This book offers practical guidance and strategies to avoid the common pitfalls of eye movement desensitization and reprocessing (EMDR) practice through the 8-phase protocol. It proposes to guide those therapists into a safer way of working while encouraging them to access accredited training and supervision for their practice. The scope of the book is limited to EMDR practice with adults. Phase 1 of the standard EMDR protocol is history taking. It is important to determine whether the client is appropriate for EMDR selection. The therapist needs to help the client to identify and practice appropriate coping strategies that will support the client throughout the therapy. Therapists need to address any fears that the client (or therapist) may have about the later desensitization. Failing to do this can result in problems later. Many of the clients that come for EMDR will have a history of complex trauma or a chaotic childhood. The treatment plan needs to identify specific targets for reprocessing. This will be a three-pronged approach that includes the past memories that appeared to have set the pathology in process, the present situations that, and people who, exacerbate this dysfunction, and the desired future response, emotionally, cognitively, and behaviorally. Clients and therapists need to understand the rationale for selecting a particular target utilizing prioritization and clustering techniques as illustrated with the case study. Choosing the correct target can involve some detective work, but this will be time well spent. The book guides practitioners on how to identify the components of a memory network for reprocessing. It then focuses on the assessment phase and the importance of negative cognitions (NCs) drawing heavily on illustrative case vignettes.
This book presents the best short introduction to genius to be found. It is a valuable resource for all students of psychology and anyone interested in the field. The book examines the many definitions of “genius”, and the multiple domains in which it appears, including art, science, music, business, literature, and the media. The term genius is peculiar. It can be precisely defined or loosely defined. It can be applied to a diversity of phenomena or confined to just one or two. It all depends on how you use the term. The tremendous range in usage reflects the fact that genius is both a humanistic concept with a long history and a scientific concept with a much shorter history. There are two principal ways to assess degrees of genius. One is historiometric, and the other is psychometric. Whatever the actual association between historiometric and psychometric genius, we have a strong inclination to associate the two concepts. This connection was demonstrated in a recent survey of college students at both U.S. and Canadian universities. The book also examines three alternative positions on the nature of cognitive ability: unified intellect, diverse intellects and hierarchical intellect. Whether intelligence is unified or multiple, all budding geniuses must go through some sort of apprenticeship period in which they acquire the expertise that will enable them to make original and exemplary contributions to their chosen domain of achievement. The book further explains what psychologists have said about problem-solving research in cognitive psychology.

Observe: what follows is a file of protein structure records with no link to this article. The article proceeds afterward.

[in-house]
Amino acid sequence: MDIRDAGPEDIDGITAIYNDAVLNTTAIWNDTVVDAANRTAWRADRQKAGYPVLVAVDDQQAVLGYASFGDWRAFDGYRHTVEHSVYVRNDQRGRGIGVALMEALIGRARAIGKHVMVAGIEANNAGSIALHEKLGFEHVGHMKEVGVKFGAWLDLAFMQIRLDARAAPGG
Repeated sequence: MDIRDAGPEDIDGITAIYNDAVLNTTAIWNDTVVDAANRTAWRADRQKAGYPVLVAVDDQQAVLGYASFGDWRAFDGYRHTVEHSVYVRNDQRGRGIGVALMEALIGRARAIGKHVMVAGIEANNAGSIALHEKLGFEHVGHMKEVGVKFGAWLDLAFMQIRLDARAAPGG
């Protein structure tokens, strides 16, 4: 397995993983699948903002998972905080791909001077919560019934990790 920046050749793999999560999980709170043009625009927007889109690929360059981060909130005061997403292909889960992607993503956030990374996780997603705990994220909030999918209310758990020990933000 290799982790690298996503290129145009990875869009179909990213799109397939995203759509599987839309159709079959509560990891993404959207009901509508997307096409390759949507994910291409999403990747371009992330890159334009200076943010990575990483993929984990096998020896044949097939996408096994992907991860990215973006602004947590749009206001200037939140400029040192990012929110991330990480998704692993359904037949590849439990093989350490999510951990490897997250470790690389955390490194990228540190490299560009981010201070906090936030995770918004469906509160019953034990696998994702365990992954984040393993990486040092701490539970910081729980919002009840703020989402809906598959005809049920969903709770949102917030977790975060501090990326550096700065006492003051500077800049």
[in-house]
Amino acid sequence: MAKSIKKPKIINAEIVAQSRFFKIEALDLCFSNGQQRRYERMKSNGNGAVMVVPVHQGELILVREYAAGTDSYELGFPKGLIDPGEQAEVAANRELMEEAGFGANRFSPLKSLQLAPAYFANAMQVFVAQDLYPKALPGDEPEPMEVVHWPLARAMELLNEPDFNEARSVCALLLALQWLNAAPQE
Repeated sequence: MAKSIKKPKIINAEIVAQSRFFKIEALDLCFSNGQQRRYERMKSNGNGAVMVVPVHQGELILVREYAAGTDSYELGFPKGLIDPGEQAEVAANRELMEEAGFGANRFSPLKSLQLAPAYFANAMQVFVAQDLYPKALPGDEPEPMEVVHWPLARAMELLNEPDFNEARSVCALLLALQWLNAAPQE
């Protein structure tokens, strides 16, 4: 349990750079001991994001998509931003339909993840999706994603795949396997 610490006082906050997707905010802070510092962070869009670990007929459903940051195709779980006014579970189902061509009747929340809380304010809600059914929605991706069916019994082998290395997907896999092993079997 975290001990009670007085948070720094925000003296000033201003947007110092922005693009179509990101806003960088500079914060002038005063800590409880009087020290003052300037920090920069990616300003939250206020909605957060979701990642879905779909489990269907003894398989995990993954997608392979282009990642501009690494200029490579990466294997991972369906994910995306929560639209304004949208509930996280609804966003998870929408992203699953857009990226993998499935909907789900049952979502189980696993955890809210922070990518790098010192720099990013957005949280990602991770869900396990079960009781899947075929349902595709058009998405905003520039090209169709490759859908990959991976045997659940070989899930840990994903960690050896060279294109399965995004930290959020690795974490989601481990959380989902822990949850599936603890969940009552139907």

The therapeutic community (TC) for addictions descends from historical prototypes found in all forms of communal healing. A hybrid, spawned from the union of self-help and public support, the TC is an experiment in progress, reconfiguring the vital healing and teaching ingredients of self-help communities into a systematic methodology for transforming lives. Part I of this book outlines the current issues in the evolution of the TC that compel the need for a comprehensive formulation of its perspective and approach. It traces the essential elements of the TC and organizes these into the social and psychological framework, detailed throughout the volume as theory, model, and method. Part II discusses the TC treatment approach, which is grounded in an explicit perspective that consists of four interrelated views: the drug use disorder, the person, recovery, and right living. The view of right living emphasizes explicit beliefs and values essential to recovery. Part III details how the physical, social organizational, and work components foster a culture of therapeutic change. It also outlines how the program stages convey the process of change in terms of individual movement within the organizational structure and planned activities of the model. Part IV talks about community enhancement activities, therapeutic-educational activities, privileges and sanctions, and surveillance. The groups that are TC-oriented, such as encounters, probes, and marathons, retain distinctive self-help elements of the TC approach. Part V depicts how individuals change through their interaction with the community, provides an integrative social and psychological framework of the TC treatment process, and outlines how the basic theory, method, and model can be adapted to retain the unique identity of contemporary TCs.